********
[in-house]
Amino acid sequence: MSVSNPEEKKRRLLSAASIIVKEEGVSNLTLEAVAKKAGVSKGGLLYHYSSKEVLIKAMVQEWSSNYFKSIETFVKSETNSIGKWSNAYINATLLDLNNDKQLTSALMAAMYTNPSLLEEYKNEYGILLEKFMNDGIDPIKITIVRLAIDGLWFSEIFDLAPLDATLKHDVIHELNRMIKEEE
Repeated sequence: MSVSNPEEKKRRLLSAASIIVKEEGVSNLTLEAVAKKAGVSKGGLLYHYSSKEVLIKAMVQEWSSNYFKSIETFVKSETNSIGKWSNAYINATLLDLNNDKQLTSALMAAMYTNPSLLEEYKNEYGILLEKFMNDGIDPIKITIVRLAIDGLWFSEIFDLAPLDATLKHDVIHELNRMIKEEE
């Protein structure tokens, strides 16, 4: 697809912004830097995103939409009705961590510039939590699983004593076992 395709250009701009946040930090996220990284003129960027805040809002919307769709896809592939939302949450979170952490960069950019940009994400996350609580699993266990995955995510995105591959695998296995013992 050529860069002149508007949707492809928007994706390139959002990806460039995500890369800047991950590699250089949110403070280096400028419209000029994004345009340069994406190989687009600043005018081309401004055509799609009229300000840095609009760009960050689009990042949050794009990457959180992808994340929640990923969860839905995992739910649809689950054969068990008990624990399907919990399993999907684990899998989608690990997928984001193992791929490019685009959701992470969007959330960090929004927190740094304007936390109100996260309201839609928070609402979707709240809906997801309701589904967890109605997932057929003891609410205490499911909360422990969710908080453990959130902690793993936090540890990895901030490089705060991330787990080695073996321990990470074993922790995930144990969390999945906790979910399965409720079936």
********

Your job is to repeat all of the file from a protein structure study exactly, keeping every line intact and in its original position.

[in-house]
Amino acid sequence: MSVSNPEEKKRRLLSAASIIVKEEGVSNLTLEAVAKKAGVSKGGLLYHYSSKEVLIKAMVQEWSSNYFKSIETFVKSETNSIGKWSNAYINATLLDLNNDKQLTSALMAAMYTNPSLLEEYKNEYGILLEKFMNDGIDPIKITIVRLAIDGLWFSEIFDLAPLDATLKHDVIHELNRMIKEEE
Repeated sequence: MSVSNPEEKKRRLLSAASIIVKEEGVSNLTLEAVAKKAGVSKGGLLYHYSSKEVLIKAMVQEWSSNYFKSIETFVKSETNSIGKWSNAYINATLLDLNNDKQLTSALMAAMYTNPSLLEEYKNEYGILLEKFMNDGIDPIKITIVRLAIDGLWFSEIFDLAPLDATLKHDVIHELNRMIKEEE
């Protein structure tokens, strides 16, 4: 697809912004830097995103939409009705961590510039939590699983004593076992 395709250009701009946040930090996220990284003129960027805040809002919307769709896809592939939302949450979170952490960069950019940009994400996350609580699993266990995955995510995105591959695998296995013992 050529860069002149508007949707492809928007994706390139959002990806460039995500890369800047991950590699250089949110403070280096400028419209000029994004345009340069994406190989687009600043005018081309401004055509799609009229300000840095609009760009960050689009990042949050794009990457959180992808994340929640990923969860839905995992739910649809689950054969068990008990624990399907919990399993999907684990899998989608690990997928984001193992791929490019685009959701992470969007959330960090929004927190740094304007936390109100996260309201839609928070609402979707709240809906997801309701589904967890109605997932057929003891609410205490499911909360422990969710908080453990959130902690793993936090540890990895901030490089705060991330787990080695073996321990990470074993922790995930144990969390999945906790979910399965409720079936």